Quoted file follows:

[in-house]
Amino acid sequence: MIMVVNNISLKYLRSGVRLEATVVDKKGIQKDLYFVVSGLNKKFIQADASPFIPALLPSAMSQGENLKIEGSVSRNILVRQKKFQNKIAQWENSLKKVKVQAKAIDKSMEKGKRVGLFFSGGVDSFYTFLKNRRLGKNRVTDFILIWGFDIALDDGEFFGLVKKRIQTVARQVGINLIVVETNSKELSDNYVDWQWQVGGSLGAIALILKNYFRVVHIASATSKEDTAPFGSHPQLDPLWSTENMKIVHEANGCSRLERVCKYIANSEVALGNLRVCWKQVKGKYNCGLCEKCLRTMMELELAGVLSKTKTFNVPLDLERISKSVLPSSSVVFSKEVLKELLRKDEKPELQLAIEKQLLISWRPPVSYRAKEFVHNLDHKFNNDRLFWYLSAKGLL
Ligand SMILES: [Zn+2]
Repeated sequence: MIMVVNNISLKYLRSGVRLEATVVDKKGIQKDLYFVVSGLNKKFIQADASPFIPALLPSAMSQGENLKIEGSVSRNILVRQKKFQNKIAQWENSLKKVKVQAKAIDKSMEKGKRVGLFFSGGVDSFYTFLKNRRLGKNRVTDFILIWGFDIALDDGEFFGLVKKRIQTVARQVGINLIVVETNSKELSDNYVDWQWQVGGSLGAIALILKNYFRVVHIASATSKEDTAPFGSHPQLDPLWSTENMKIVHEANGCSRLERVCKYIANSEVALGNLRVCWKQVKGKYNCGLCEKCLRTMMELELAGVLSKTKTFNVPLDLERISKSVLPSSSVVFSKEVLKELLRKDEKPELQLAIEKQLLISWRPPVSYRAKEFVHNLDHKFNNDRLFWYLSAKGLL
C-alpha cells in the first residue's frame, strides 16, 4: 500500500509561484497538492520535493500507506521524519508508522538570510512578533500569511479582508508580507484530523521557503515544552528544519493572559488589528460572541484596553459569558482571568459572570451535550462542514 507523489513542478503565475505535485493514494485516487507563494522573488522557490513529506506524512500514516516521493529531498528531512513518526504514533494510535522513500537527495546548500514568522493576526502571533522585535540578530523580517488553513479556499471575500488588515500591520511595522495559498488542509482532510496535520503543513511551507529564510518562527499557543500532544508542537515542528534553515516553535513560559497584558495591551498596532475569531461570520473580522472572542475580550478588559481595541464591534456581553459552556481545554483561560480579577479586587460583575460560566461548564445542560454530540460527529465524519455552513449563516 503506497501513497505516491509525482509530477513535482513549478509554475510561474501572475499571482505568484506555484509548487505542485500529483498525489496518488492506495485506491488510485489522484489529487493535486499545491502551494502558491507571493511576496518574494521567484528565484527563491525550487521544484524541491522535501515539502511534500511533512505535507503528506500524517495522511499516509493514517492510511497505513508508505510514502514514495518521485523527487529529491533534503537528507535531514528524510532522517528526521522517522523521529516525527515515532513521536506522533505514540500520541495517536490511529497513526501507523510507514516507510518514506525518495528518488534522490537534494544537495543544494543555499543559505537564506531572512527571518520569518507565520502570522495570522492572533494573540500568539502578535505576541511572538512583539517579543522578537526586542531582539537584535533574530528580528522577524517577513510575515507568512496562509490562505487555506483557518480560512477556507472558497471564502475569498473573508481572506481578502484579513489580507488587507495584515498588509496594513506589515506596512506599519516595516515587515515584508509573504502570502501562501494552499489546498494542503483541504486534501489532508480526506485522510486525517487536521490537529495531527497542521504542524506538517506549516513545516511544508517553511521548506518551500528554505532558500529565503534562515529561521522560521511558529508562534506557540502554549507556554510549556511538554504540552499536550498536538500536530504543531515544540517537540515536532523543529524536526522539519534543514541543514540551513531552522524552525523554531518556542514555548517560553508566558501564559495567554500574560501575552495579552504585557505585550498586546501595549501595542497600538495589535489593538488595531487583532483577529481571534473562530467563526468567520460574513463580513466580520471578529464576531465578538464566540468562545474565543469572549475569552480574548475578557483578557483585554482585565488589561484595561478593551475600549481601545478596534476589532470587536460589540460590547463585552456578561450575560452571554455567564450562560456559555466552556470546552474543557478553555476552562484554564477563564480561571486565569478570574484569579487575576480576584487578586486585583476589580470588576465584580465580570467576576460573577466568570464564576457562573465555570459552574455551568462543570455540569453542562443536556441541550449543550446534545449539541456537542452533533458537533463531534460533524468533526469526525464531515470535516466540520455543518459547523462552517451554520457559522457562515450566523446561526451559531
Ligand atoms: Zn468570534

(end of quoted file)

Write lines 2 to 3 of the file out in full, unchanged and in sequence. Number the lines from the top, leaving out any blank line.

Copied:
Amino acid sequence: MIMVVNNISLKYLRSGVRLEATVVDKKGIQKDLYFVVSGLNKKFIQADASPFIPALLPSAMSQGENLKIEGSVSRNILVRQKKFQNKIAQWENSLKKVKVQAKAIDKSMEKGKRVGLFFSGGVDSFYTFLKNRRLGKNRVTDFILIWGFDIALDDGEFFGLVKKRIQTVARQVGINLIVVETNSKELSDNYVDWQWQVGGSLGAIALILKNYFRVVHIASATSKEDTAPFGSHPQLDPLWSTENMKIVHEANGCSRLERVCKYIANSEVALGNLRVCWKQVKGKYNCGLCEKCLRTMMELELAGVLSKTKTFNVPLDLERISKSVLPSSSVVFSKEVLKELLRKDEKPELQLAIEKQLLISWRPPVSYRAKEFVHNLDHKFNNDRLFWYLSAKGLL
Ligand SMILES: [Zn+2]